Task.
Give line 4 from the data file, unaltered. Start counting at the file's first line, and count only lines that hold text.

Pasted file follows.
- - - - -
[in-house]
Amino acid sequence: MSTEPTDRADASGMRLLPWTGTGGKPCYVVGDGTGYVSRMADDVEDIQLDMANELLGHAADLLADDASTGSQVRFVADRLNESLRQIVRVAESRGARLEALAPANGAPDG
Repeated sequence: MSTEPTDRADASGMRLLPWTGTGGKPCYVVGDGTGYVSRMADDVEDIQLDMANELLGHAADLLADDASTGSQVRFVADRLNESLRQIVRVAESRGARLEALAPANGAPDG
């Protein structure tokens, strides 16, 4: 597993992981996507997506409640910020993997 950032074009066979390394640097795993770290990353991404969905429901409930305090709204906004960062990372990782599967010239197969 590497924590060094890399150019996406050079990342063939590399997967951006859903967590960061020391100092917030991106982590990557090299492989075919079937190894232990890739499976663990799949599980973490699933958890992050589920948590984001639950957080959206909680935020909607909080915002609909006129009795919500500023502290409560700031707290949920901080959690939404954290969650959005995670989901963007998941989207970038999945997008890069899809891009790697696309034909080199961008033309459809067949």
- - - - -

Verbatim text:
């Protein structure tokens, strides 16, 4: 597993992981996507997506409640910020993997 950032074009066979390394640097795993770290990353991404969905429901409930305090709204906004960062990372990782599967010239197969 590497924590060094890399150019996406050079990342063939590399997967951006859903967590960061020391100092917030991106982590990557090299492989075919079937190894232990890739499976663990799949599980973490699933958890992050589920948590984001639950957080959206909680935020909607909080915002609909006129009795919500500023502290409560700031707290949920901080959690939404954290969650959005995670989901963007998941989207970038999945997008890069899809891009790697696309034909080199961008033309459809067949």